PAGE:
But wait. There are specific therapies used for Autism that work to help them function better. It’s the same with Sensory Processing Disorder. If you don’t know how to treat it (I don’t mean with medication), then you’ll have a terribly uncomfortable, agitated, and angry child with a lot of behaviors you can’t combat without meeting specific needs. It’s the same with all the other disorders I listed.

Knowing what my child is dealing with also helps me be more compassionate towards them. When I understood that my daughter and son had attachment issues because of their past neglect and trauma, it relieves a large majority of the rejection I felt when they wouldn’t hug me of their own volition, or when they denied my attempts to love them. When I understood that my daughters rages, need for control, and bad behavior stemmed from her past, which then resulted in several diagnoses, I was able to have empathy for her and meet her with a calmness instead of anger and impatience. I know that many of her behaviors weren’t an attack on me personally, they weren’t born of my bad parenting (okay maybe a few were), they were caused by her trauma.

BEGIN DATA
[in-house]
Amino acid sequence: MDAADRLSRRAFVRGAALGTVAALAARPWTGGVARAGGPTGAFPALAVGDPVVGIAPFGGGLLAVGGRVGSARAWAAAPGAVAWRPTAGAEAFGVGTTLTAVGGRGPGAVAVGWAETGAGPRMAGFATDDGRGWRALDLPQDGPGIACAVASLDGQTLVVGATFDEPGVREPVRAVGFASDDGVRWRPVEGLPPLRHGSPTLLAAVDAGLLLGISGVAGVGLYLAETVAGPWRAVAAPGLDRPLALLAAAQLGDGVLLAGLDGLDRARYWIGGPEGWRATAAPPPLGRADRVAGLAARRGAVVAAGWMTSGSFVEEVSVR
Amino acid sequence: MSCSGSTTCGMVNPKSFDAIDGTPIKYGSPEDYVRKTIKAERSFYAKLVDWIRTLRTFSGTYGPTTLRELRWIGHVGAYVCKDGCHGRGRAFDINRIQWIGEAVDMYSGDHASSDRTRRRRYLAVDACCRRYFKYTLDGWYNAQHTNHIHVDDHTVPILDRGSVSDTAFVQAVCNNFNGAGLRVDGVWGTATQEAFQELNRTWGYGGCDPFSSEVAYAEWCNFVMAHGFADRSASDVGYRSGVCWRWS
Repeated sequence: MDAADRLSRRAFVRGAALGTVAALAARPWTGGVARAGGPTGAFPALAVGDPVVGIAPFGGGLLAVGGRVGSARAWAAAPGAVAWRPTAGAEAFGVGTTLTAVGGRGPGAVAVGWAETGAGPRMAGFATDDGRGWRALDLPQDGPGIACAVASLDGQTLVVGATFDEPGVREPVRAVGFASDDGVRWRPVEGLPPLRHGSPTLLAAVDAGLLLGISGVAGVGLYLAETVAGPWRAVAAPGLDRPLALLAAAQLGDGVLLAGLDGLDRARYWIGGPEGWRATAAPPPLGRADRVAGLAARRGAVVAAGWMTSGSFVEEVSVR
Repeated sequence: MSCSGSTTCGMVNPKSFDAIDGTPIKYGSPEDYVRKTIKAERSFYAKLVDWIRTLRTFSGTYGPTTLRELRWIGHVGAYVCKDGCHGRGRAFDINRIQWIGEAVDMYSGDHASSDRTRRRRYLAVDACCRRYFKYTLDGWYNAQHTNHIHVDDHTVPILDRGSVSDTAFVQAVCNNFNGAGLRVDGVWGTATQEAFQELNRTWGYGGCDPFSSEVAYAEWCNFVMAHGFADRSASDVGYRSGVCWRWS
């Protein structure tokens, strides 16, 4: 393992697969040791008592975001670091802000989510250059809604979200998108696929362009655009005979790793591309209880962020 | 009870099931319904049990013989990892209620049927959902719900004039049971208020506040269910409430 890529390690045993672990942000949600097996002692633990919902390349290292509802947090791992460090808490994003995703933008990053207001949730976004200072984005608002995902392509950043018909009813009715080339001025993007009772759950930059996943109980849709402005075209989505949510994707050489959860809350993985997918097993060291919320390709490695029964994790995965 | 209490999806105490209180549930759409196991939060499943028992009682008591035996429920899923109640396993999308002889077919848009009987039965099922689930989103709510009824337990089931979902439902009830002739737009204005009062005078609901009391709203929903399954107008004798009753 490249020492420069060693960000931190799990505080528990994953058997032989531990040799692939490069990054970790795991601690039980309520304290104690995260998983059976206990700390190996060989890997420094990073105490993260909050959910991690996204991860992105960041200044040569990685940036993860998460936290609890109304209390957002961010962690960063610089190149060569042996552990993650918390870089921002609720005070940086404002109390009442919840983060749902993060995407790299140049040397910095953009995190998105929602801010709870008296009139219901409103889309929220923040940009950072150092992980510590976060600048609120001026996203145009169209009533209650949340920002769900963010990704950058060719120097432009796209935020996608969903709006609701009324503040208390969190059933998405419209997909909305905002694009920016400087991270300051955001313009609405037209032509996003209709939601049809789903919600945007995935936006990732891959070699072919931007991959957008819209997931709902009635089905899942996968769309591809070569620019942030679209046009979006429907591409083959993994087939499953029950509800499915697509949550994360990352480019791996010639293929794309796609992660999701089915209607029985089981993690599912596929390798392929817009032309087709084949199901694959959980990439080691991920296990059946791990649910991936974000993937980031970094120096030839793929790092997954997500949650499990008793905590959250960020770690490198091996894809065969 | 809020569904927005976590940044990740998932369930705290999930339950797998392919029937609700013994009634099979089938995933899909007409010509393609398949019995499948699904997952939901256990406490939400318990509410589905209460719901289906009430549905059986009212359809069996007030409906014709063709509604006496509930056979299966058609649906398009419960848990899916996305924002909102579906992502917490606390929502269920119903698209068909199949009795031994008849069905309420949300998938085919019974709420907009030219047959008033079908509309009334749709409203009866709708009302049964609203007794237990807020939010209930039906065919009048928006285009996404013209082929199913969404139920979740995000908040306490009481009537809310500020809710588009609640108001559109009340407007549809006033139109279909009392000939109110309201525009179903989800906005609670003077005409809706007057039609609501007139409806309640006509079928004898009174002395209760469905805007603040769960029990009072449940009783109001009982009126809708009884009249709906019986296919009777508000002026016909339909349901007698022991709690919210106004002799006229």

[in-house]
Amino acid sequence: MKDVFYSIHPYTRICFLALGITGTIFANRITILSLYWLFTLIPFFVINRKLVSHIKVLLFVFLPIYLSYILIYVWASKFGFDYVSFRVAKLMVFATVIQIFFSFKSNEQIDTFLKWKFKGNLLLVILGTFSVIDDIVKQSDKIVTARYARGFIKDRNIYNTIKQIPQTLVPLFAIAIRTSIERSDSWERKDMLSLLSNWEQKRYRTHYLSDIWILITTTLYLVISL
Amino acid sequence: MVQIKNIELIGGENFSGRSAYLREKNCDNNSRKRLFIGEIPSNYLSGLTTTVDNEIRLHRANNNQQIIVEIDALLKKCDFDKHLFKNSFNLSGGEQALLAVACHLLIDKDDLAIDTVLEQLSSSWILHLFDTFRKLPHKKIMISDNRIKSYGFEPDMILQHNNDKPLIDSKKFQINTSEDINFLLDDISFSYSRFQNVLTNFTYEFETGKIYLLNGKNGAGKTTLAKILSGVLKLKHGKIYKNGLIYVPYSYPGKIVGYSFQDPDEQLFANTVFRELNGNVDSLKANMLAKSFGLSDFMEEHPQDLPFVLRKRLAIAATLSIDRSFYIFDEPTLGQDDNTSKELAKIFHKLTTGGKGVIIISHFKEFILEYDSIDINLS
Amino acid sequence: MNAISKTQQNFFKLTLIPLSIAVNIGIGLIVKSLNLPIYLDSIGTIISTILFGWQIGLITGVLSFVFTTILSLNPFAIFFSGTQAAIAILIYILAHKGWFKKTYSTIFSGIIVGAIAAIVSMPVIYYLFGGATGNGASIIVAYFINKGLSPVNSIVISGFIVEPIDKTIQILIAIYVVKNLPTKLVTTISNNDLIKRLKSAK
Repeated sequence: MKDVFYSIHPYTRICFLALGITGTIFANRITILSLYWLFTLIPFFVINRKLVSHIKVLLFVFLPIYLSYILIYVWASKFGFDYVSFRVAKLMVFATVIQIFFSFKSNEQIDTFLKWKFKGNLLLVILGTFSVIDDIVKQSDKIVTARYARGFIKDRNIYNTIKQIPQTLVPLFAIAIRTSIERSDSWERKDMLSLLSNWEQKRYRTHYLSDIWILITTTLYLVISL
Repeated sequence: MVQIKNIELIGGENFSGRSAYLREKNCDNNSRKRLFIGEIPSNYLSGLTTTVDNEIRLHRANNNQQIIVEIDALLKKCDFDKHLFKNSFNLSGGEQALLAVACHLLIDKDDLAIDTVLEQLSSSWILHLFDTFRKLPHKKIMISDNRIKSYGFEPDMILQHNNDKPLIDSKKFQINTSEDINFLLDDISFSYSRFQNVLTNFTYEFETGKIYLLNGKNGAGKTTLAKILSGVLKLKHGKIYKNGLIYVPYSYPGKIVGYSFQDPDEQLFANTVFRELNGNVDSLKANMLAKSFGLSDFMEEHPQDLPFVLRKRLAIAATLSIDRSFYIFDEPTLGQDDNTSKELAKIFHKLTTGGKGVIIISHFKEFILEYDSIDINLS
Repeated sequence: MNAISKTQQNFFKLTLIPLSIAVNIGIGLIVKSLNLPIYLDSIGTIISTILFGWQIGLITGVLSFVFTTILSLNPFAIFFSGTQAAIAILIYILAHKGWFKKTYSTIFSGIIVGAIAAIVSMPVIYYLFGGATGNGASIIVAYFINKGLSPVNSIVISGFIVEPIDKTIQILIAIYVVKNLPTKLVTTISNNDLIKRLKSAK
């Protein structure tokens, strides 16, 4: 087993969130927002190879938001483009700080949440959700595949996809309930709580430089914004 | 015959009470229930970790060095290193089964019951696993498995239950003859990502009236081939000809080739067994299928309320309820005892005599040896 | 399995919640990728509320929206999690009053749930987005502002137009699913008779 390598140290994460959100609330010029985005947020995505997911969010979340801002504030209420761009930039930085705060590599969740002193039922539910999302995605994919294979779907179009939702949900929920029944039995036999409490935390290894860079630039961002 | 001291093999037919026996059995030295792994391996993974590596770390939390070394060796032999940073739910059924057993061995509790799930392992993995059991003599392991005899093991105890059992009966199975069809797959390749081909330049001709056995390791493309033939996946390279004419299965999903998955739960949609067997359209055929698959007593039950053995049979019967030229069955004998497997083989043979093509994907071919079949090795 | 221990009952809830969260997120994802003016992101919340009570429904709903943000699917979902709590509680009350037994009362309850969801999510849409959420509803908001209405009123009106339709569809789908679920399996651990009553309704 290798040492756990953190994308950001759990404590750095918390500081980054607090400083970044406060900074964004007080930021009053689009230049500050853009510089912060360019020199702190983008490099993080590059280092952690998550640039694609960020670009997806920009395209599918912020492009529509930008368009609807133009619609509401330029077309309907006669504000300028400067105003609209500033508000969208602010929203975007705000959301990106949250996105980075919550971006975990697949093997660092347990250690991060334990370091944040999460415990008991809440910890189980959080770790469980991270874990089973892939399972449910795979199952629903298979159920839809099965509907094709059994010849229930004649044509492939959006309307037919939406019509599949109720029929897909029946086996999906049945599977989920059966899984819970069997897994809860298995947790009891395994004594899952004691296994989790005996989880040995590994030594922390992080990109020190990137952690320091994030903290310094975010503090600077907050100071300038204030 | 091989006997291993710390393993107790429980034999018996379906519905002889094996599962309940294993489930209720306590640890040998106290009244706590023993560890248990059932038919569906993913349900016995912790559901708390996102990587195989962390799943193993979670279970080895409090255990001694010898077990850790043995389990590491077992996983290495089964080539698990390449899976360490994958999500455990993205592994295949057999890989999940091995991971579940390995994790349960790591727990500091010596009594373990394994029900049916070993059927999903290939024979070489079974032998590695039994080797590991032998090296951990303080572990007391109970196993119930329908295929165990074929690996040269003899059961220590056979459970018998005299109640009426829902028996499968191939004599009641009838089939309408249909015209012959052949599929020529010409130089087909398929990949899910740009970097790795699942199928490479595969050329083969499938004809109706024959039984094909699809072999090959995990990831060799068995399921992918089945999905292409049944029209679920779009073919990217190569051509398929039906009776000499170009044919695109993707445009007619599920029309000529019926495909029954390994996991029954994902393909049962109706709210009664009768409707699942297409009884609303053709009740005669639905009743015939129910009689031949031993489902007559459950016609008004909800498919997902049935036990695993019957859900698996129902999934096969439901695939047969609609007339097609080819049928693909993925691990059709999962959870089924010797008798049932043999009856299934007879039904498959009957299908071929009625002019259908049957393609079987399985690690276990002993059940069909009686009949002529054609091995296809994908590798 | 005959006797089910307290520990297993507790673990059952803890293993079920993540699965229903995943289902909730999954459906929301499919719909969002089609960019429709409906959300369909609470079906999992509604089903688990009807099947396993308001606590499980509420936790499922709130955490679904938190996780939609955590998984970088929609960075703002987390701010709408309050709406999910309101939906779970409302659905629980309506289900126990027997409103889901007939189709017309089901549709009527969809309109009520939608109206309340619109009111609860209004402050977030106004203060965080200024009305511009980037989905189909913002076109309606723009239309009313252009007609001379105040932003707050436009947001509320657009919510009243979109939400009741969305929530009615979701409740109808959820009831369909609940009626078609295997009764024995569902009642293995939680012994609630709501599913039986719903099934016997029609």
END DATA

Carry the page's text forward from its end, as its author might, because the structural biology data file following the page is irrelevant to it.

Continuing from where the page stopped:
If more people would educate themselves about Autism and what it looks like, I believe people would be more understanding. They wouldn’t see a child misbehaving, they would see a child that can’t sit still because their body is irritated and they need movement. They wouldn’t see a child that’s rude, they would see a child that doesn’t understand society’s rules. They wouldn’t recommend spanking an Autistic child because they would know that it would only confuse the child, and the child would like it because they crave intense sensory input (they hit others, things, and themselves because of how it feels). When used correctly, a diagnosis can bring tremendous insight to a child’s behaviors.